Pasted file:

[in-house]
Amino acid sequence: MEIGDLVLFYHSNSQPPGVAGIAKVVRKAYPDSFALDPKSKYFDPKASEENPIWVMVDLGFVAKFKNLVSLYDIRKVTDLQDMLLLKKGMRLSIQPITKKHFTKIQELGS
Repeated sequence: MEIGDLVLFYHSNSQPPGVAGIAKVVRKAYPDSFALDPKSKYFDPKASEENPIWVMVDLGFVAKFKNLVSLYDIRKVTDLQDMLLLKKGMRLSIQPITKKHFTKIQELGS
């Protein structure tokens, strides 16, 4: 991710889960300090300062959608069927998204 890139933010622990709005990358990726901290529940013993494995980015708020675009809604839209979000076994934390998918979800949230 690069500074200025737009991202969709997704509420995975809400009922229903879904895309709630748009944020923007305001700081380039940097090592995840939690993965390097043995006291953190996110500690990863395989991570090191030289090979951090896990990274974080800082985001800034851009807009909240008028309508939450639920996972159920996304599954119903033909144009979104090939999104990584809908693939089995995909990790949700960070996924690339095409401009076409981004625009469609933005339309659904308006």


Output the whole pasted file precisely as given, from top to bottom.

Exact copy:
[in-house]
Amino acid sequence: MEIGDLVLFYHSNSQPPGVAGIAKVVRKAYPDSFALDPKSKYFDPKASEENPIWVMVDLGFVAKFKNLVSLYDIRKVTDLQDMLLLKKGMRLSIQPITKKHFTKIQELGS
Repeated sequence: MEIGDLVLFYHSNSQPPGVAGIAKVVRKAYPDSFALDPKSKYFDPKASEENPIWVMVDLGFVAKFKNLVSLYDIRKVTDLQDMLLLKKGMRLSIQPITKKHFTKIQELGS
């Protein structure tokens, strides 16, 4: 991710889960300090300062959608069927998204 890139933010622990709005990358990726901290529940013993494995980015708020675009809604839209979000076994934390998918979800949230 690069500074200025737009991202969709997704509420995975809400009922229903879904895309709630748009944020923007305001700081380039940097090592995840939690993965390097043995006291953190996110500690990863395989991570090191030289090979951090896990990274974080800082985001800034851009807009909240008028309508939450639920996972159920996304599954119903033909144009979104090939999104990584809908693939089995995909990790949700960070996924690339095409401009076409981004625009469609933005339309659904308006």